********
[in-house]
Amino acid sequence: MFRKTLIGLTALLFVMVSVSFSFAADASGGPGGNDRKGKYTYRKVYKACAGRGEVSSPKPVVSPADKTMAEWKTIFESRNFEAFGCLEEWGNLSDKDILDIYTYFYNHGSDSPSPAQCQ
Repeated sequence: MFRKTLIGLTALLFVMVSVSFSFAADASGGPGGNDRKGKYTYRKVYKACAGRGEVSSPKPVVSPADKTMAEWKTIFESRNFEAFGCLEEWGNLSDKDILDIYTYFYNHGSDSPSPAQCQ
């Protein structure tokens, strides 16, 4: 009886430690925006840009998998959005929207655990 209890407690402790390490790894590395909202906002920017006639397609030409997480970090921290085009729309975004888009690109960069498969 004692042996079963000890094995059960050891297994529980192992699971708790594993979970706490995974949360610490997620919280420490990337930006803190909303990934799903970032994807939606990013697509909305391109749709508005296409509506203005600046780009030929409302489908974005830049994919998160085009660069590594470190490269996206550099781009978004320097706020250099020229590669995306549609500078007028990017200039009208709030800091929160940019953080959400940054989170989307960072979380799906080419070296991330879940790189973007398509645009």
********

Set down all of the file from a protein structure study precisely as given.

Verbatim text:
[in-house]
Amino acid sequence: MFRKTLIGLTALLFVMVSVSFSFAADASGGPGGNDRKGKYTYRKVYKACAGRGEVSSPKPVVSPADKTMAEWKTIFESRNFEAFGCLEEWGNLSDKDILDIYTYFYNHGSDSPSPAQCQ
Repeated sequence: MFRKTLIGLTALLFVMVSVSFSFAADASGGPGGNDRKGKYTYRKVYKACAGRGEVSSPKPVVSPADKTMAEWKTIFESRNFEAFGCLEEWGNLSDKDILDIYTYFYNHGSDSPSPAQCQ
């Protein structure tokens, strides 16, 4: 009886430690925006840009998998959005929207655990 209890407690402790390490790894590395909202906002920017006639397609030409997480970090921290085009729309975004888009690109960069498969 004692042996079963000890094995059960050891297994529980192992699971708790594993979970706490995974949360610490997620919280420490990337930006803190909303990934799903970032994807939606990013697509909305391109749709508005296409509506203005600046780009030929409302489908974005830049994919998160085009660069590594470190490269996206550099781009978004320097706020250099020229590669995306549609500078007028990017200039009208709030800091929160940019953080959400940054989170989307960072979380799906080419070296991330879940790189973007398509645009």